International travel is looking a bit more normal
International travel is recovering as restrictions are lifted and airlines restore routes.
The number of passengers taking international flights was 1.28 million in June, 420 percent higher than the same month last year, according to the transport ministry's Aviation Statistics service Sunday.
It was the first month since the pandemic broke out in 2020 that international passengers surpassed 1 million.
International passengers have been rising steadily this year from 411,000 in March, which jumped 59 percent on month to 650,000 in April, and May's 941,000, which was 45 percent higher than the previous month.
The number of all passengers, including domestic and international, was 4.6 million in June, 40 percent higher than a year earlier. Domestic passengers increased by 9 percent compared to June 2021, coming in at 3.32 million.
Passengers numbers are expected to keep rising with loosening of travel restrictions and more places to go.
Last month, the government restored short-term visas for tourists that were suspended in April 2020 as the Covid-19 pandemic swept the globe. The transport ministry also scrapped restrictions on the number of incoming flights and a ban on flights arriving between 8 p.m. and 5 a.m. for the first time in two years and two months.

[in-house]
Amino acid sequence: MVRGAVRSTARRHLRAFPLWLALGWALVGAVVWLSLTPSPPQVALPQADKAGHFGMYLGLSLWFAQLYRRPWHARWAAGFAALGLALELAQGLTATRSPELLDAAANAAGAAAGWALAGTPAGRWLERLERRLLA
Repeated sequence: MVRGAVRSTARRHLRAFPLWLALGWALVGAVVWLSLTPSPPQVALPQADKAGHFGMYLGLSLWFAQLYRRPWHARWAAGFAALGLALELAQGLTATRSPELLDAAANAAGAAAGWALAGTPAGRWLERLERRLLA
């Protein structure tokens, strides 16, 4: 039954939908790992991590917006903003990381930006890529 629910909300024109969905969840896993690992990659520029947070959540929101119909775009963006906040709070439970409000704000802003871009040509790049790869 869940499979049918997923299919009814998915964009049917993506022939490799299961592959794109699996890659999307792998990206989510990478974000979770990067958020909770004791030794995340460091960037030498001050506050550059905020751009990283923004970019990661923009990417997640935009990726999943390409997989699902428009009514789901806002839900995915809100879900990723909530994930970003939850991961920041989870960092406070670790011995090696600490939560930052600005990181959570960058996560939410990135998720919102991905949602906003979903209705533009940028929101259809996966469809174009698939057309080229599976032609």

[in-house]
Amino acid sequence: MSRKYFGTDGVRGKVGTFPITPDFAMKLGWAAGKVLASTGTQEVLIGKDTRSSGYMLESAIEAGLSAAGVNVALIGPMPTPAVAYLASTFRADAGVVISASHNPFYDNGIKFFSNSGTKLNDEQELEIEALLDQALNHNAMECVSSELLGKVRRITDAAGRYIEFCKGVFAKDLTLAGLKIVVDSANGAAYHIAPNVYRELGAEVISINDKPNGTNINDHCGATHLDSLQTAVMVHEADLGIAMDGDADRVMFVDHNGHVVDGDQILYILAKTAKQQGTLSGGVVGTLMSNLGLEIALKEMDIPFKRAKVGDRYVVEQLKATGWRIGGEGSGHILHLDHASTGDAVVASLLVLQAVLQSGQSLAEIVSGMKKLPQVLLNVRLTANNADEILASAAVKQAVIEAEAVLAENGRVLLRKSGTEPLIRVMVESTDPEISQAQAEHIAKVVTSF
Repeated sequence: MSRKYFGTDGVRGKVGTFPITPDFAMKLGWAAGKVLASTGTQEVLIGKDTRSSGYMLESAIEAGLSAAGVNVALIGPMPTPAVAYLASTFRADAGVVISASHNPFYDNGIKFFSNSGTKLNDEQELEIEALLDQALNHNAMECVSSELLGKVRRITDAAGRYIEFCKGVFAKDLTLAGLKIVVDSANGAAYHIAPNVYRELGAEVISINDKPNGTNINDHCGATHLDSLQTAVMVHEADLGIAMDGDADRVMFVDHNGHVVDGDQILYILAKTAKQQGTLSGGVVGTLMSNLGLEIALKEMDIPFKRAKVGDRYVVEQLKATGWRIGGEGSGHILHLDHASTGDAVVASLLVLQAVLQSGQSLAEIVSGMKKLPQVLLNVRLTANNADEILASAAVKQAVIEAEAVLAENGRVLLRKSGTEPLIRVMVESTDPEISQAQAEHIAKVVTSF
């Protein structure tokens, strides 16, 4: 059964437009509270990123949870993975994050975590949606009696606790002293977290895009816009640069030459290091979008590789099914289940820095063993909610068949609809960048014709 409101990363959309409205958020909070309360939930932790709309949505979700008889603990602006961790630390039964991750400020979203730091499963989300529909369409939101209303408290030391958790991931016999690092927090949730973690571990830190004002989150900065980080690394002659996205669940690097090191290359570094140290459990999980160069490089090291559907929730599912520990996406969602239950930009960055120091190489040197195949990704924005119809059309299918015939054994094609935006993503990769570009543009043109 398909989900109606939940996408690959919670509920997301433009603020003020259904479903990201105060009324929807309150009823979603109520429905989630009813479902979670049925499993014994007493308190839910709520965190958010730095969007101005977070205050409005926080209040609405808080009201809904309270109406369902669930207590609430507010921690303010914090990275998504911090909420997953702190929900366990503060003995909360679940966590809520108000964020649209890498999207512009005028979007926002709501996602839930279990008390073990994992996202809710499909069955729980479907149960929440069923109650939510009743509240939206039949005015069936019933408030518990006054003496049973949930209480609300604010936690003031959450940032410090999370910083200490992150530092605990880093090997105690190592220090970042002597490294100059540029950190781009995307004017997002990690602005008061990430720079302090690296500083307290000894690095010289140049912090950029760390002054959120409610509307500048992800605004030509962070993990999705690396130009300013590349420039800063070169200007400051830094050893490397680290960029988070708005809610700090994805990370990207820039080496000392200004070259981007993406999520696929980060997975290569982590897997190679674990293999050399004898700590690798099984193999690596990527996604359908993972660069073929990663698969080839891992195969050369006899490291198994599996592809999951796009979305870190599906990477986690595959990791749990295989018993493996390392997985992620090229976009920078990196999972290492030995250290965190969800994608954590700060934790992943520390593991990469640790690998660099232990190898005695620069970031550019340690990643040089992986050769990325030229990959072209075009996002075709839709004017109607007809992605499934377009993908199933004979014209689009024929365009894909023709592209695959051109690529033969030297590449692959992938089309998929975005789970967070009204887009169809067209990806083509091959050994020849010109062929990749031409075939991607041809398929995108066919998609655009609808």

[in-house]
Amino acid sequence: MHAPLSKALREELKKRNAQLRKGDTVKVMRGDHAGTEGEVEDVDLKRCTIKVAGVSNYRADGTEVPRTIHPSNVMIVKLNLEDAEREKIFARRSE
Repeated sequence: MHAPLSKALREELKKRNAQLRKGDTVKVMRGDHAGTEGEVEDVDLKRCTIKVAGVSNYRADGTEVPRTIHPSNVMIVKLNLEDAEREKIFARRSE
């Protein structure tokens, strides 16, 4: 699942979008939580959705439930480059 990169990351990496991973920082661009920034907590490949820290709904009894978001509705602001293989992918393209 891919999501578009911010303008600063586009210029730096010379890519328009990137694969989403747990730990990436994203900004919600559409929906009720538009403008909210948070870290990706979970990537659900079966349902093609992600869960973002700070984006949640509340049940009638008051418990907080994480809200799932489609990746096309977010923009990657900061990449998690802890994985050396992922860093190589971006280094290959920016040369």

Flights between Seoul's Gimpo and Tokyo's Haneda airports resumed on June 29. Eight flights will fly a week and the number will gradually increase, according to the transport ministry.
Following the resumption of the Gimpo-Haneda route, Korean Air Lines plans to operate a Gimpo-Osaka service. European flights, including on the Paris and Frankfurt routes, will be increased.
Three out of 10 passenger planes that were used as cargo planes by removing seats will be returned to passenger service.
"We plan to restore the number of seats available on international flights to 50 percent of what it was before the Covid-19 crisis by September," said a spokesperson from Korean Air Lines.
In April, the government said it would try to get international flights to 50 percent of pre-pandemic standards by the end of the year.
BY YOON SO-YEON [firstname.lastname@example.org]